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Meet Russell Olson, veteran Glacier NP Red Bus driver

Posted at 9:02 AM, Jul 03, 2019
and last updated 2019-07-03 11:02:29-04

GLACIER NATIONAL PARK – Glacier National Park’s iconic red jammer buses will be going electric as soon as this fall.

But in the meantime, drivers will continue to “jam” the gears over Logan Pass as they have for decades.

We took a ride with veteran driver Russell Olson who’s been driving for Glacier National Park’s Red Bus Tours for 15 years.

Olson retired in Florida where he’s originally from and spends his summers in Montana. He said that coming to the Treasure State is a tradition for him and his family.

GNP Bus Driver
Russell Olson has been been a driver for Glacier National Park’s Red Bus Tours for 15 years. (MTN News photo)

“This is my summer tradition. I love it, I keep coming back until I get tired of it,” Olson explained.

Olson gets to work alongside his wife who is also a red bus driver. She first became interested in driving 10 years ago after seeing how much fun Russell was having at work.

“Well, my wife is a red bus drive, she’s been a red bus driver for about ten years. She started off as a clerk in the gift shop and then when she saw how much fun I was having, she said hey can I become one?” said Olson.

He and his wife drive two of 35 original red buses for the park.

This unique bus touring program originated in Glacier National Park in 1914. While other national parks have open-air bus tours Glacier National Park started the first program.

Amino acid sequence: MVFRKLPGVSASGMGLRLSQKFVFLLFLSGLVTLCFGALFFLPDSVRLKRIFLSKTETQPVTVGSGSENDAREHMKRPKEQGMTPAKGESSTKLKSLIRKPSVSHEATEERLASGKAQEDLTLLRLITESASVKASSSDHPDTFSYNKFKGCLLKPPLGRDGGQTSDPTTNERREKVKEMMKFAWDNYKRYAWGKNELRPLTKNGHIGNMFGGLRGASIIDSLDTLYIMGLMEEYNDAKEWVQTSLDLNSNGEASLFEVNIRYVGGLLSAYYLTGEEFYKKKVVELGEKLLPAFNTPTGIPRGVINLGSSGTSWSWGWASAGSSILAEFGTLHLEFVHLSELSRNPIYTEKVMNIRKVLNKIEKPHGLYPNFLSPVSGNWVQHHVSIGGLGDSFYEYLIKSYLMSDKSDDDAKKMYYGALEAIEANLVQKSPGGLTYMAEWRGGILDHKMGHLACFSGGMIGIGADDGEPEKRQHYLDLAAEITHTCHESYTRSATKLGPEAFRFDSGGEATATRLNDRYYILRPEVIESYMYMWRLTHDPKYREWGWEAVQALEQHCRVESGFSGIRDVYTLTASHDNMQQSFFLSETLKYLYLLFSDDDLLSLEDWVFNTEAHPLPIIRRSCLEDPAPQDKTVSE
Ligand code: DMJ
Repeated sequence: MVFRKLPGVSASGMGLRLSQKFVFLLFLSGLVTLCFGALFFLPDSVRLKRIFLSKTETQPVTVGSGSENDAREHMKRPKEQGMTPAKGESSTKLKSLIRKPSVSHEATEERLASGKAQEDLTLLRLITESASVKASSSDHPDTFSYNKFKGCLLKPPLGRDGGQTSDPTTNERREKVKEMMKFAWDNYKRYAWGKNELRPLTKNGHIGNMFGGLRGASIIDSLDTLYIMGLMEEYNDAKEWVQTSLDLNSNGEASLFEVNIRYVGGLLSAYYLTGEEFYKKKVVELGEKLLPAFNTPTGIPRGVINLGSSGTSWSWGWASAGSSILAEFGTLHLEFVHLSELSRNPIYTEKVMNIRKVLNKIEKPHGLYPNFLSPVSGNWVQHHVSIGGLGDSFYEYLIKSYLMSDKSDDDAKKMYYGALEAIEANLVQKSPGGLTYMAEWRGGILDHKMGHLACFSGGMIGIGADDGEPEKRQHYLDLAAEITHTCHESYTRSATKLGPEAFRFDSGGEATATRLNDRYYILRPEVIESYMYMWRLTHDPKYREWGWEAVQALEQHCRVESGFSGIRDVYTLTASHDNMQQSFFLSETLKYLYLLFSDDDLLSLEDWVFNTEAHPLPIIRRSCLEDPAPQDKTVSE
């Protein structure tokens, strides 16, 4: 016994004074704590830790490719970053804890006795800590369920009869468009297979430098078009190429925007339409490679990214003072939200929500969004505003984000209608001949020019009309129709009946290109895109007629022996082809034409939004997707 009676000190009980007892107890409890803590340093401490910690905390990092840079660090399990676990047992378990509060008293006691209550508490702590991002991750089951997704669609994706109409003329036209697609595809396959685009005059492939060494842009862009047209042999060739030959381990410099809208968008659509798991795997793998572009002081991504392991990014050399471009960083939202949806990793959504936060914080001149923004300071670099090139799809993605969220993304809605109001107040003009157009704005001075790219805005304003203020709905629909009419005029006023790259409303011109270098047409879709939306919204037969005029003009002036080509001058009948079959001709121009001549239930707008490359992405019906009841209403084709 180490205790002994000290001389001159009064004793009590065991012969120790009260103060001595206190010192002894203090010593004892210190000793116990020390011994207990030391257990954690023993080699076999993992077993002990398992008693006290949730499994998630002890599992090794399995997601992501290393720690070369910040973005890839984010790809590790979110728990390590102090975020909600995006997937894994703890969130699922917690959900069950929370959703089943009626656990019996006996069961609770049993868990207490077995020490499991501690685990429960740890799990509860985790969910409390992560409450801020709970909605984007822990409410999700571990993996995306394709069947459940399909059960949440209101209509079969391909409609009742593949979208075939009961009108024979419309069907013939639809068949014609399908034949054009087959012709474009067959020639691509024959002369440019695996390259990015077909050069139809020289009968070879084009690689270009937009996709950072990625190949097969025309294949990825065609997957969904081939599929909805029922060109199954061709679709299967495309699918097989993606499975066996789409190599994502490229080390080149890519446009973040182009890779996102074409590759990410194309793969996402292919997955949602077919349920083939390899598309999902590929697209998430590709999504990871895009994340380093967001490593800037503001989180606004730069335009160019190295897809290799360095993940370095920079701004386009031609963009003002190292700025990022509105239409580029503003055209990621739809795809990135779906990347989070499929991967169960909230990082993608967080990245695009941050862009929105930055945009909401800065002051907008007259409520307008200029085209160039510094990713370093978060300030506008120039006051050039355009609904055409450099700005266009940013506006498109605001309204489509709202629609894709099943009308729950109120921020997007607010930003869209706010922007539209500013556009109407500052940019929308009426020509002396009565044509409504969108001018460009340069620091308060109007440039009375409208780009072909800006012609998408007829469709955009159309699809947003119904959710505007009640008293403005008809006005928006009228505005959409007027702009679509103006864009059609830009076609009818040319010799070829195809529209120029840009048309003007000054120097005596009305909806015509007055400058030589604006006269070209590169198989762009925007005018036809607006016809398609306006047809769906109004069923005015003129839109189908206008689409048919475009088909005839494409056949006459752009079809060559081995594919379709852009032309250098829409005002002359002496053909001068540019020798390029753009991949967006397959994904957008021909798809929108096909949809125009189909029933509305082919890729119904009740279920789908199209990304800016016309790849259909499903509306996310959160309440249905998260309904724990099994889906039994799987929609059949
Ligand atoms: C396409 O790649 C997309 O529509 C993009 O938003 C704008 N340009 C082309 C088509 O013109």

The drivers are affectionately known as jammers because back, when buses were manually driven the gears, would stick and the drivers would have to “jam” the gears into place.

Red Jammer

Olson makes the job look easy. Not only does he have to drive Going to the Sun Road, but he talks about park history while he does it.

Each bus driver spends three weeks learning the park’s history and how to drive in the park.

“It’s learning about the park, learning about the history of the park. Learning about nature and the different glacier formations that are in the park. So, it’s a very detailed training, ” Olson explained.

With almost three million visitors last year to the park, Olson says this training is crucial while on congested roads.

“About 15 years ago we were lucky to get a million visitors, now we’re getting three million. All that’s happened is it’s become very congested on the road, I always drive slow anyways, but you have to pay attention because the road is narrow,” Olson said.

The buses are looking for an upgrade and starting this fall visitors could see red buses that are electric hybrids.

The new buses won’t look any different on the exterior but will produce less toxic emissions for the park.